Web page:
No Cause for Worry
By Demola Abimboye and Chris Onyam
Monday, September 22, 2008
Nigeria’s economic managers map out strategies to contain any adverse effect that could spill over from the lingering financial crisis in the United States of America
The lingering financial crisis in the United States of America and the resultant ripples across the globe have sent jitters down the spines of Nigeria’s economic managers. Last week, top officials of the Central Bank of Nigeria, CBN, and members of the Bankers Committee met to map out strategies to contain any adverse effect on the country. The Monetary Policy Committee of the CBN also met to address the persistent downturn in the capital market, the festering Niger Delta crisis which has resulted in the daily loss of about 500,000 barrels of oil daily and the global crash of stocks. After the meeting on September 18, Chukwuma Soludo, CBN governor and Shamsudeen Usman, finance minister announced some measures including reduction of the monetary policy rate, MPR, from 10.25 percent to 9.75 percent and cash requirement Ratio of banks from 4 percent to 2 percent. These will ultimately reduce lendng rates and boost liquidity in the economy.
Experts who spoke to Newswatch last week said that it was high time financial sector operators learnt from the American experience. Esther Adegbite, professor of banking and finance at the University of Lagos, UNILAG, said that Nigeria’s so-called strong banks need to enforce strict checks and balances. She said that if Lehman Brothers with its 158 years of investment banking expertise could crash while Merrill Lynch was swallowed by the Bank of America, it should be a big lesson for Nigeria. "It brings up the role of management and the importance of maintaining a strong management," she said.
Yusuf Ismaila, another lecturer at UNILAG, warned that the US problem may have adverse effect on Nigeria’s capital market. "The crash of the two institutions could scare people and discourage investors in the capital market which suffered setbacks some months ago," he said.
Ismaila argued that investors could withdraw from the stock market and turn to the banks where they can get as much as 16 percent interest on fixed deposits. "Those who have invested heavily in stocks and are expecting big returns may have heart attack," he said. The banking and finance lecturer, however, said that Nigeria’s foreign reserve held in J.P Morgan is safe.
But a senior official of Wema Bank Plc who spoke on condition of anonymity, told Newswatch that since all Nigerian reserves are held in the US, whatever happened to the American economy would affect Nigeria. "The issue, however, is how the current crisis affects prices of gold and bonds, two instruments Nigeria has invested her reserves in," he said.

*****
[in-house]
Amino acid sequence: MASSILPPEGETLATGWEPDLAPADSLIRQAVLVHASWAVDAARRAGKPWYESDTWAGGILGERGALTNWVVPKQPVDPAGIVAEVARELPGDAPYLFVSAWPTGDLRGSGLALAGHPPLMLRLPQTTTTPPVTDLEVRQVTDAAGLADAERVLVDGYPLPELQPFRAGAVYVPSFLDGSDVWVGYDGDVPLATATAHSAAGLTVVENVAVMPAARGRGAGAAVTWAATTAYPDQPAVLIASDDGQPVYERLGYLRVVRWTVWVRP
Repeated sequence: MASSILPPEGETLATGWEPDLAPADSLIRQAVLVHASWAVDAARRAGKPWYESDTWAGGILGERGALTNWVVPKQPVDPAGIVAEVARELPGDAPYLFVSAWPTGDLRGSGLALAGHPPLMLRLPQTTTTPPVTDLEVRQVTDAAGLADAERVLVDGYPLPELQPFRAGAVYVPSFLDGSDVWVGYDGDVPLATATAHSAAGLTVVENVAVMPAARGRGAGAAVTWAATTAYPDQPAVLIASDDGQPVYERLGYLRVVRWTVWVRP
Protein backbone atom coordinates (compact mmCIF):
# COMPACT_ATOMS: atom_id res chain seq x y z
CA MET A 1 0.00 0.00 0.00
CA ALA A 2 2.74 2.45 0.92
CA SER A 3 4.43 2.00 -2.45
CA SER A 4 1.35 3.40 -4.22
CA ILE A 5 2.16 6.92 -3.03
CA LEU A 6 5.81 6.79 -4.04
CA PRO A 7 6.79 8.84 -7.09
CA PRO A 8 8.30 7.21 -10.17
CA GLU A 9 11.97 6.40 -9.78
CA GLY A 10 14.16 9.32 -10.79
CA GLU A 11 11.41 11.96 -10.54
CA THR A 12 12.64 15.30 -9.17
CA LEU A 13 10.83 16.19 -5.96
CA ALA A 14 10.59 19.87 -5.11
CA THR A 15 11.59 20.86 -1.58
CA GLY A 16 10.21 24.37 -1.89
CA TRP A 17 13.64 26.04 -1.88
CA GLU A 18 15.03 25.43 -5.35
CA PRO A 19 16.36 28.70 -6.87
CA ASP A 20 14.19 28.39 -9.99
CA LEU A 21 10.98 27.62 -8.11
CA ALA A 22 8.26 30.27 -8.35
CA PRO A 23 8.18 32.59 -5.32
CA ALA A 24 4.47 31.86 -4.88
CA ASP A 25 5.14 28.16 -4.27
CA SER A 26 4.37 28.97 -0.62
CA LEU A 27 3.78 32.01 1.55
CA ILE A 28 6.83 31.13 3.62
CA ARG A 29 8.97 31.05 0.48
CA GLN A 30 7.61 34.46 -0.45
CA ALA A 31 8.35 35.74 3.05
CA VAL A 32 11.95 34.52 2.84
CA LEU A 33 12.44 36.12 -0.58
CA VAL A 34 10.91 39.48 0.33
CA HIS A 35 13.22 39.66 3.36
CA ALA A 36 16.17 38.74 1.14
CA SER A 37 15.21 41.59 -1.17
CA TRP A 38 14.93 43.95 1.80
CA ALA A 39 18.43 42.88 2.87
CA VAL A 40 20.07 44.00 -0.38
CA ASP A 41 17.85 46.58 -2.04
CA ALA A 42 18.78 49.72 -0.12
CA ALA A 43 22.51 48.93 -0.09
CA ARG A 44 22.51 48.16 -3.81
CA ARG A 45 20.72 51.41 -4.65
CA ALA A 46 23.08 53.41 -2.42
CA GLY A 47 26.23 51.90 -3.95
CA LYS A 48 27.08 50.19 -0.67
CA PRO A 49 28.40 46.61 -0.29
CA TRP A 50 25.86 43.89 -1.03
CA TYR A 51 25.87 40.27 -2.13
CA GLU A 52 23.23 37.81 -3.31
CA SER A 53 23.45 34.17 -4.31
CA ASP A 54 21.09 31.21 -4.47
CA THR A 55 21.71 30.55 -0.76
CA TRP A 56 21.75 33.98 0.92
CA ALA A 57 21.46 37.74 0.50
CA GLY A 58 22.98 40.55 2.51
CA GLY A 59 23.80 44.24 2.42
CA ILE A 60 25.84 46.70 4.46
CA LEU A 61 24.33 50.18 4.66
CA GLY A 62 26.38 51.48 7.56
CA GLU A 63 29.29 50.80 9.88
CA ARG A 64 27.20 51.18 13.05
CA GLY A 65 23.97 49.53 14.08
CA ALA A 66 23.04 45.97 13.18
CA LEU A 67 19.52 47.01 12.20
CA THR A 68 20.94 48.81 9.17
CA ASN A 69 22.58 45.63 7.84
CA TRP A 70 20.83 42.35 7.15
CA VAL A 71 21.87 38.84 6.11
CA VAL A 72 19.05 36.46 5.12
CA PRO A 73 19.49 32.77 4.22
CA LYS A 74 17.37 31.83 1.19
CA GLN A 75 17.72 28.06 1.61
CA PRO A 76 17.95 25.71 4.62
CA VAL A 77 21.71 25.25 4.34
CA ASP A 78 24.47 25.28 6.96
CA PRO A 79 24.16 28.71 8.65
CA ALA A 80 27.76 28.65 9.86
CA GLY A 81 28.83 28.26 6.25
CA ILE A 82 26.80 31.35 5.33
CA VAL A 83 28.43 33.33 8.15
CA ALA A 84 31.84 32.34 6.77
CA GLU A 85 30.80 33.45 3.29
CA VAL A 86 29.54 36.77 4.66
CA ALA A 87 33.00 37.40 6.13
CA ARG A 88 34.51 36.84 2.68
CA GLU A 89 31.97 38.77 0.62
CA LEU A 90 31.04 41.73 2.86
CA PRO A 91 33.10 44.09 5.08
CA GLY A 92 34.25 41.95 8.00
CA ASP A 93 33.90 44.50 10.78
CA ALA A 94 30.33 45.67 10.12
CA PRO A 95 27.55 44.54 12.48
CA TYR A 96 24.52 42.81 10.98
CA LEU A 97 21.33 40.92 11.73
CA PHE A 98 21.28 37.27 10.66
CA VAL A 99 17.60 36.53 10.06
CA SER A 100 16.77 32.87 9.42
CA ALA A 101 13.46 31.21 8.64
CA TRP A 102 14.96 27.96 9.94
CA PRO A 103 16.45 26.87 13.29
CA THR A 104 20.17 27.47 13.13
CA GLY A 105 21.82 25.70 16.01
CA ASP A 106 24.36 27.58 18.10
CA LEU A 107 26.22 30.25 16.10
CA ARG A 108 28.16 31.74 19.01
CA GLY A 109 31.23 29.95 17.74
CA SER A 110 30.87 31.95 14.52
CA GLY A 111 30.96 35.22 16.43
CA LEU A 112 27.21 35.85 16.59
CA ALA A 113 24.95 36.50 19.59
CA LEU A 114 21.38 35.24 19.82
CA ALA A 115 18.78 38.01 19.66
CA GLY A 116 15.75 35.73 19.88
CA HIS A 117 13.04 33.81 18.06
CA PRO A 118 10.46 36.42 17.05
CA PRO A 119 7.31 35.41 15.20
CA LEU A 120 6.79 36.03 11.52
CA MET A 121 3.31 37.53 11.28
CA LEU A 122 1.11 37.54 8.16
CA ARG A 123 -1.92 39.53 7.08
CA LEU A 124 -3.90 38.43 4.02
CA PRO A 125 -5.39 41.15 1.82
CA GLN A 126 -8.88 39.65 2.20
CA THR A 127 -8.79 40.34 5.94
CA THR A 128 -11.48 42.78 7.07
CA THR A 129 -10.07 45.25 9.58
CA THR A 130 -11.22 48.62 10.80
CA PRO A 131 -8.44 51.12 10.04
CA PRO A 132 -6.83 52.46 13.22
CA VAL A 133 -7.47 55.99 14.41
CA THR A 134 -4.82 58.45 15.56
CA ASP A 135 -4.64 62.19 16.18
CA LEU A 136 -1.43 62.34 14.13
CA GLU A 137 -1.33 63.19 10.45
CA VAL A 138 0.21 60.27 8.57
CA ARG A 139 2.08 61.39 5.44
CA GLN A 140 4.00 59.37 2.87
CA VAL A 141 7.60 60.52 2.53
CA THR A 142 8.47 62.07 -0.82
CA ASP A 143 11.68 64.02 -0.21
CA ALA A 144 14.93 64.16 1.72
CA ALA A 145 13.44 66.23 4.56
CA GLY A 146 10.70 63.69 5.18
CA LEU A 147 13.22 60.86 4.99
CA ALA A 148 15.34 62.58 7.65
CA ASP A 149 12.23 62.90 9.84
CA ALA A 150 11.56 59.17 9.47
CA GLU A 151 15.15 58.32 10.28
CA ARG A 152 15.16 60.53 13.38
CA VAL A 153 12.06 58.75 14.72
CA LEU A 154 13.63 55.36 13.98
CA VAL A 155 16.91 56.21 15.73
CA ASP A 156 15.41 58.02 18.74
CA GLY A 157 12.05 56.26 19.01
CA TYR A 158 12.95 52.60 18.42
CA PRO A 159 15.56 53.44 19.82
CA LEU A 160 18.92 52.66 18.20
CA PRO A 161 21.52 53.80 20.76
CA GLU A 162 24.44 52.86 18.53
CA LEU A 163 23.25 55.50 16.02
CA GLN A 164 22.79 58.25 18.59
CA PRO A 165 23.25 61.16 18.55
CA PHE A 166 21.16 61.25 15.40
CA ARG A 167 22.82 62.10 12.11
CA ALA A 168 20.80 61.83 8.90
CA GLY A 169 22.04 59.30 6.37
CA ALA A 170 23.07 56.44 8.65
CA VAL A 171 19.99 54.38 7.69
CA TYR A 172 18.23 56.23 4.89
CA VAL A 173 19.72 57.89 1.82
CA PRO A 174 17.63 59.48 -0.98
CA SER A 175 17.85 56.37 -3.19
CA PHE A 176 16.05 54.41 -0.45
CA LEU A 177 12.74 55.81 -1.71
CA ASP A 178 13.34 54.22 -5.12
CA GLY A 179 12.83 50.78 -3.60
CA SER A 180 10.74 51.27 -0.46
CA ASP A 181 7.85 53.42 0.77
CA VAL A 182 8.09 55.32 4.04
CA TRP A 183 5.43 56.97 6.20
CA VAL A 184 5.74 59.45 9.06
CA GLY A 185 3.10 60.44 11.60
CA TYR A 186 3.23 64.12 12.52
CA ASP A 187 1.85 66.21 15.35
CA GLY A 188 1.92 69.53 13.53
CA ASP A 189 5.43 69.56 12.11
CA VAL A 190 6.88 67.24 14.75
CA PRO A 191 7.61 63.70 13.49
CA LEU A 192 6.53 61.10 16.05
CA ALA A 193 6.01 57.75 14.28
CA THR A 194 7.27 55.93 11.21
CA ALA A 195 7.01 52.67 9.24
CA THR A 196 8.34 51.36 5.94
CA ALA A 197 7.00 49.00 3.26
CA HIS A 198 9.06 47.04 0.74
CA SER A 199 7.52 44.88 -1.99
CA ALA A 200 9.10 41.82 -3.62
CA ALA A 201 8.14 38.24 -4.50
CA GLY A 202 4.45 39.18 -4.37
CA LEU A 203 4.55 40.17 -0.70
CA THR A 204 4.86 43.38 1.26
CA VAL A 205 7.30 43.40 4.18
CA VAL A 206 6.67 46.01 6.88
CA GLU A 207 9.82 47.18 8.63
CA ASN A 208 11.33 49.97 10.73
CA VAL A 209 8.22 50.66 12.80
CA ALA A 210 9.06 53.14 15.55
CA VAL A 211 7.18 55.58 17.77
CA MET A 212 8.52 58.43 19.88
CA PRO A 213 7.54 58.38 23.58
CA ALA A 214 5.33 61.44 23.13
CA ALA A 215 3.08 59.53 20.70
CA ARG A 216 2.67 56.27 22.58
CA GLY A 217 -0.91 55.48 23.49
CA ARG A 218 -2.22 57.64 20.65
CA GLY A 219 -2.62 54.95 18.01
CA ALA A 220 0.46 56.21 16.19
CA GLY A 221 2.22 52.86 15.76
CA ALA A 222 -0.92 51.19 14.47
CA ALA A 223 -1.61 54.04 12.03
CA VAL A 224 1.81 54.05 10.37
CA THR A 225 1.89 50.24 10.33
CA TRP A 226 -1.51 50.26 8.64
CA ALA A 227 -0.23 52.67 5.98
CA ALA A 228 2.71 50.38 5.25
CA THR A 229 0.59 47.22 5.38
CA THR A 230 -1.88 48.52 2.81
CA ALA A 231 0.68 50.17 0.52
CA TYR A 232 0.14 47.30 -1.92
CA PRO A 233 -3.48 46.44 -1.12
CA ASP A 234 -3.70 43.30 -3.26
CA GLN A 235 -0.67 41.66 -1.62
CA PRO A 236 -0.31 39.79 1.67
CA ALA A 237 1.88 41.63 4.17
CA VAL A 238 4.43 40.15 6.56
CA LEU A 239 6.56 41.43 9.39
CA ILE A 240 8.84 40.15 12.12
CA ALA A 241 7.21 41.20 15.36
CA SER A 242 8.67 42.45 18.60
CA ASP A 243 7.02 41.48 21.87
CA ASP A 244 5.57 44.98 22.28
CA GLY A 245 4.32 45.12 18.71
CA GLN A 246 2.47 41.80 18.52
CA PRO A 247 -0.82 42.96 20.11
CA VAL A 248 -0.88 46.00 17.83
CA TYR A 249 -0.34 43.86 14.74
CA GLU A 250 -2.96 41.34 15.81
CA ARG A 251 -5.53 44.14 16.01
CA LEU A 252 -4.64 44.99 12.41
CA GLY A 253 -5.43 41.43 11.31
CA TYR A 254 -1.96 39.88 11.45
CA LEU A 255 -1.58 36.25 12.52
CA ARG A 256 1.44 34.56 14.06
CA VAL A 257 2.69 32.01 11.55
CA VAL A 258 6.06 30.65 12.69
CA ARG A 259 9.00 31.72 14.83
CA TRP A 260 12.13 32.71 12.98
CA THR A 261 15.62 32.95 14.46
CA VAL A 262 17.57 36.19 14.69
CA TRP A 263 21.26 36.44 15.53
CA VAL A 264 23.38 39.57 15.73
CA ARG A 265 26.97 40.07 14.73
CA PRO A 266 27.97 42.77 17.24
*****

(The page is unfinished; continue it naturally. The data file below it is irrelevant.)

The Wema Bank official added that since the CBN manages the reserves through some select banks and J.P Morgan, if any of them had invested in the crashed banks, then it would affect Nigeria negatively. "For instance, some of them invested in mortgages and people couldn't pay back as credit facility has been over-stretched," he said.
He, however, said that it might not be long before the crisis is resolved, especially if the Democrats win the next elections. The party has promised to explore foreign markets. "Between now and November, things will take shape," he said.
Abioye Eluwole, boss of Bytofel Securities, told Newswatch that Nigerians should not panic at all. He contended that a few jittery foreign investors might withdraw from the country like they did recently and which resulted in the bearish trend in the stock market in the past few months. "There would not be a direct effect as such. If it were an energy crisis, then Nigeria, with her mono product economy, could be badly affected," he said.
Even so, he said that the current price of oil is a positive one for the country. "If any financial institution is having problem in the US, I don’t see why Nigerians should be worried."
After a meeting with the Bankers Committee last week, the CBN allayed fears over the global financial turbulence. Ignatius Imala, CBN’s director of banking supervision, said that "The collapse of the global banks will not affect Nigerian banks because they have no trading relationship." He attributed the fall of the two US financial giants to regulatory failure. He said that Nigerian financial regulators had put in place checks to prevent a meltdown.